Dr. Juna de Vries (Erasmus University – The Netherlands) has been awarded the AEA Community Seed Grant to investigate the Patient Reported Outcomes while Manipulating the Immune System in autoimmune Encephalitis. Learn more about her study and how this will affect those affected with autoimmune encephalitis.
You have been awarded the AEA Community Seed Grant, can you tell us more about the study you plan to do?
First of all, I want to express my gratitude for being awarded for the Seed Grant provided by the AEA Community. Also, on behalf of our research team led by Maarten Titulaer at Erasmus MC in Rotterdam the Netherlands.
At the moment we are working on the implementation of The PROMISE study, which is an acronym for ‘Patient Reported Outcomes while Manipulating the Immune System in autoimmune Encephalitis ’. The aim of this study is to determine the clinical outcome and disease burden in treated patients with autoimmune encephalitis in the months and years after diagnosis. We want to measure cognitive outcome, fatigue, effects on mood, behavior, daily-life functioning and quality of life.
We are currently developing the questionnaires, and based on the current literature and our expert opinion we pre-selected a set of questions covering the aforementioned outcomes. This April 30th we had a very valuable focus group meeting with 12 patients with anti-NMDAR, anti-LGI1 or high titer anti-GAD65 encephalitis. In this group conversation they told each other about the impact the encephalitis still has on their lives, which was very moving to hear. We noted the items mentioned in this meeting, and added the missing items to our set of questionnaires.
First, we will start with a cross-sectional estimation of clinical outcome and disease burden in the Dutch population of patients aged 16 years or older with autoimmune encephalitis. Besides the questionnaires we also will complete a neurological examination, the mRS, the CASE and a neuropsychological test. From these data we will select the relevant items in the questionnaire to create a shorter questionnaire encompassing the different domains e.g. functionality, quality of life, behavior, mood, and fatigue, which can be used in the prospective phase of the study.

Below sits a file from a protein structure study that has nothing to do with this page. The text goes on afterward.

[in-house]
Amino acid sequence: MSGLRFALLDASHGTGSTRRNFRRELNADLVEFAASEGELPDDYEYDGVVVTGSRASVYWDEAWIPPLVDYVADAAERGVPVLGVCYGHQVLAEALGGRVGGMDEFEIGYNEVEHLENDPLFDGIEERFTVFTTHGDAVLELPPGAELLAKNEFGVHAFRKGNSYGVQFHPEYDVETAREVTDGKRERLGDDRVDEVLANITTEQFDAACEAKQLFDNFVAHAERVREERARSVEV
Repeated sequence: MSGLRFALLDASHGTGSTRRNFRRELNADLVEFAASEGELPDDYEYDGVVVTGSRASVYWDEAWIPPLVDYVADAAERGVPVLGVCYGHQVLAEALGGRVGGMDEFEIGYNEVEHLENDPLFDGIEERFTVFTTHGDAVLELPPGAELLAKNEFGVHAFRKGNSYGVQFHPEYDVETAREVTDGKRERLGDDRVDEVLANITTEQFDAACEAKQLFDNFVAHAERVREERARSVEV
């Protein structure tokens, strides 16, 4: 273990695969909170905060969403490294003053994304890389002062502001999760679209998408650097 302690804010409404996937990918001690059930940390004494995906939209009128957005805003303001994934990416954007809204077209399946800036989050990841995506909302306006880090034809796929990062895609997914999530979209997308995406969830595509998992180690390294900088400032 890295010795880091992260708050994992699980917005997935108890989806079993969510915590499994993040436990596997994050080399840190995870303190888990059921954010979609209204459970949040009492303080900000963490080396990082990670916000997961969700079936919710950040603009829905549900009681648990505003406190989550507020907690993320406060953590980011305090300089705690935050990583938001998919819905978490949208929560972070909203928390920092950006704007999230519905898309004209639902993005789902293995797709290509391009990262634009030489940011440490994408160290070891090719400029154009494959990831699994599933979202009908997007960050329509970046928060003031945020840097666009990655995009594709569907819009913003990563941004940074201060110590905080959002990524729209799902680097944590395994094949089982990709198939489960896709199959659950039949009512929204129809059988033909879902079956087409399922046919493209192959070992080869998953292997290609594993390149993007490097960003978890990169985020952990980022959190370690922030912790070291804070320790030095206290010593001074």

We aim to provide a questionnaire that takes approximately 40-80 minutes to complete. With this slim version of the questionnaire we are going to follow-up newly diagnosed patients with autoimmune encephalitis or a fairly recent diagnosis, meaning in the last two years. These patients we will measure over time for several years.
How will your study help patients and families affected by AE?
By estimating the clinical outcome and disease burden in autoimmune patients more precisely, awareness is raised for the residual symptoms these patients suffer. This will lead to more targeted rehabilitation programs to support patients as best as possible. Furthermore, we as physicians can better inform the patient and their caregivers about what to expect from the future.
Another goal is to use these outcome measures in clinical trials or patient registry comparisons. By measuring clinical outcomes in a standardized way, studies will be able to measure outcomes relevant to the patient. As these items are more sensitive and statistically powerful, trials can contain less participants, highly increasing trial options in these rare diseases and providing earlier tailored care for the patients. This will optimize the care for the autoimmune encephalitis patients in the future.
Tell us more about yourself and your affiliation?
In May 2018 I started my fellowship in neuro-immunology at the group of Maarten Titulaer at the Erasmus MC in Rotterdam, the Netherlands and specialized in autoimmune encephalitis. Since May 2020 I work there as a neurologist. My focus is on clinical care for patients with autoimmune encephalitis and other neuroinflammatory diseases. Besides my clinical work, I also perform clinical research in the field of autoimmune encephalitis. My goal is to improve the care, future perspectives and treatment strategies for patients with autoimmune encephalitis.
I am married with Eric van Breda, who works as a psychiatrist, and together we have three children, Fedja 7, Amelie 5 and Lucy almost 1 year-old.
Together, we are changing the course of AE.
The Research Network funds research that has a direct impact on those affected by AE. We have two generous donors that will match any donation you make to the Research Network, up to $15,000.